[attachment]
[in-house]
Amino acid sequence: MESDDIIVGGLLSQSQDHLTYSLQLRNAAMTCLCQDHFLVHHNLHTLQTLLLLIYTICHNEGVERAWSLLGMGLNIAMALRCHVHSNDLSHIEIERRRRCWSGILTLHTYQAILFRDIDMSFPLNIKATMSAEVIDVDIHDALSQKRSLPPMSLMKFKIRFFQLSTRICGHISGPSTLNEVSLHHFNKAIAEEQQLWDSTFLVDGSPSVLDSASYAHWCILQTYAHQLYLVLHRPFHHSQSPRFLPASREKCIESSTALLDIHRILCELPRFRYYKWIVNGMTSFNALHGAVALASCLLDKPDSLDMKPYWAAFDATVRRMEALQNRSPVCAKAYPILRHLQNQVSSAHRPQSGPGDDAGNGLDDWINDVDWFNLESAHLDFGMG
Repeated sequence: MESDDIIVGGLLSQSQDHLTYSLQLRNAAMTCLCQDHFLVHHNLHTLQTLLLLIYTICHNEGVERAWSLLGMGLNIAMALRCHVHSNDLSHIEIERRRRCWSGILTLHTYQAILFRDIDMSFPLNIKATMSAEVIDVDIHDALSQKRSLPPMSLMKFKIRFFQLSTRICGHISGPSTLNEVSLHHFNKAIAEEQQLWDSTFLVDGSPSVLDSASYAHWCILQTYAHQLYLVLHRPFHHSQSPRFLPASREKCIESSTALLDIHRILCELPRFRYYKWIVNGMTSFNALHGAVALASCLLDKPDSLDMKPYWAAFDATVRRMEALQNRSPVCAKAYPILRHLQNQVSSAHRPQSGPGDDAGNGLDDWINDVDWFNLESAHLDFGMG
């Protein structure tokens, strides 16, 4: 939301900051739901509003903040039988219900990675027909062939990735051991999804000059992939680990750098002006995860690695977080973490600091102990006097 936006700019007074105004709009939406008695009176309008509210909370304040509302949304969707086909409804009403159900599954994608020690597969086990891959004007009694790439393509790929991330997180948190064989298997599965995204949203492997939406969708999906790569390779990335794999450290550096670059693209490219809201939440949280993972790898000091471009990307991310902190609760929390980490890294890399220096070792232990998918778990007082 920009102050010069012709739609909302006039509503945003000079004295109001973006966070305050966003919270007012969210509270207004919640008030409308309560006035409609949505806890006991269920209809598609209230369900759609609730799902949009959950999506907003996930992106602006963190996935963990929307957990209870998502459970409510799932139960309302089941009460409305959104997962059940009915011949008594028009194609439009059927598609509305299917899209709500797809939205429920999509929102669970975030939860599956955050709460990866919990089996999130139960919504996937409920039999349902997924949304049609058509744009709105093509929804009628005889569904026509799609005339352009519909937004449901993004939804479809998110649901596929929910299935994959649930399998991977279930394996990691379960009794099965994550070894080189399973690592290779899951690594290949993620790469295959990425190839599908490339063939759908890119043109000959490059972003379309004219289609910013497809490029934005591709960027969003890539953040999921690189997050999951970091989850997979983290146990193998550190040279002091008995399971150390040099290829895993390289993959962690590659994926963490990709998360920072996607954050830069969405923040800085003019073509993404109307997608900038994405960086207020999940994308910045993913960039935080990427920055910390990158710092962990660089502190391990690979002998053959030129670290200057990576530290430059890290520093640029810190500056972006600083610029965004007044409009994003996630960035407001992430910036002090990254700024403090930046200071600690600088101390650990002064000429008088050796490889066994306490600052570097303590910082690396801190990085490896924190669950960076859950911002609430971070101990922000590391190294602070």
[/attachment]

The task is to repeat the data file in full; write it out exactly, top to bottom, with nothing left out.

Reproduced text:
[in-house]
Amino acid sequence: MESDDIIVGGLLSQSQDHLTYSLQLRNAAMTCLCQDHFLVHHNLHTLQTLLLLIYTICHNEGVERAWSLLGMGLNIAMALRCHVHSNDLSHIEIERRRRCWSGILTLHTYQAILFRDIDMSFPLNIKATMSAEVIDVDIHDALSQKRSLPPMSLMKFKIRFFQLSTRICGHISGPSTLNEVSLHHFNKAIAEEQQLWDSTFLVDGSPSVLDSASYAHWCILQTYAHQLYLVLHRPFHHSQSPRFLPASREKCIESSTALLDIHRILCELPRFRYYKWIVNGMTSFNALHGAVALASCLLDKPDSLDMKPYWAAFDATVRRMEALQNRSPVCAKAYPILRHLQNQVSSAHRPQSGPGDDAGNGLDDWINDVDWFNLESAHLDFGMG
Repeated sequence: MESDDIIVGGLLSQSQDHLTYSLQLRNAAMTCLCQDHFLVHHNLHTLQTLLLLIYTICHNEGVERAWSLLGMGLNIAMALRCHVHSNDLSHIEIERRRRCWSGILTLHTYQAILFRDIDMSFPLNIKATMSAEVIDVDIHDALSQKRSLPPMSLMKFKIRFFQLSTRICGHISGPSTLNEVSLHHFNKAIAEEQQLWDSTFLVDGSPSVLDSASYAHWCILQTYAHQLYLVLHRPFHHSQSPRFLPASREKCIESSTALLDIHRILCELPRFRYYKWIVNGMTSFNALHGAVALASCLLDKPDSLDMKPYWAAFDATVRRMEALQNRSPVCAKAYPILRHLQNQVSSAHRPQSGPGDDAGNGLDDWINDVDWFNLESAHLDFGMG
């Protein structure tokens, strides 16, 4: 939301900051739901509003903040039988219900990675027909062939990735051991999804000059992939680990750098002006995860690695977080973490600091102990006097 936006700019007074105004709009939406008695009176309008509210909370304040509302949304969707086909409804009403159900599954994608020690597969086990891959004007009694790439393509790929991330997180948190064989298997599965995204949203492997939406969708999906790569390779990335794999450290550096670059693209490219809201939440949280993972790898000091471009990307991310902190609760929390980490890294890399220096070792232990998918778990007082 920009102050010069012709739609909302006039509503945003000079004295109001973006966070305050966003919270007012969210509270207004919640008030409308309560006035409609949505806890006991269920209809598609209230369900759609609730799902949009959950999506907003996930992106602006963190996935963990929307957990209870998502459970409510799932139960309302089941009460409305959104997962059940009915011949008594028009194609439009059927598609509305299917899209709500797809939205429920999509929102669970975030939860599956955050709460990866919990089996999130139960919504996937409920039999349902997924949304049609058509744009709105093509929804009628005889569904026509799609005339352009519909937004449901993004939804479809998110649901596929929910299935994959649930399998991977279930394996990691379960009794099965994550070894080189399973690592290779899951690594290949993620790469295959990425190839599908490339063939759908890119043109000959490059972003379309004219289609910013497809490029934005591709960027969003890539953040999921690189997050999951970091989850997979983290146990193998550190040279002091008995399971150390040099290829895993390289993959962690590659994926963490990709998360920072996607954050830069969405923040800085003019073509993404109307997608900038994405960086207020999940994308910045993913960039935080990427920055910390990158710092962990660089502190391990690979002998053959030129670290200057990576530290430059890290520093640029810190500056972006600083610029965004007044409009994003996630960035407001992430910036002090990254700024403090930046200071600690600088101390650990002064000429008088050796490889066994306490600052570097303590910082690396801190990085490896924190669950960076859950911002609430971070101990922000590391190294602070």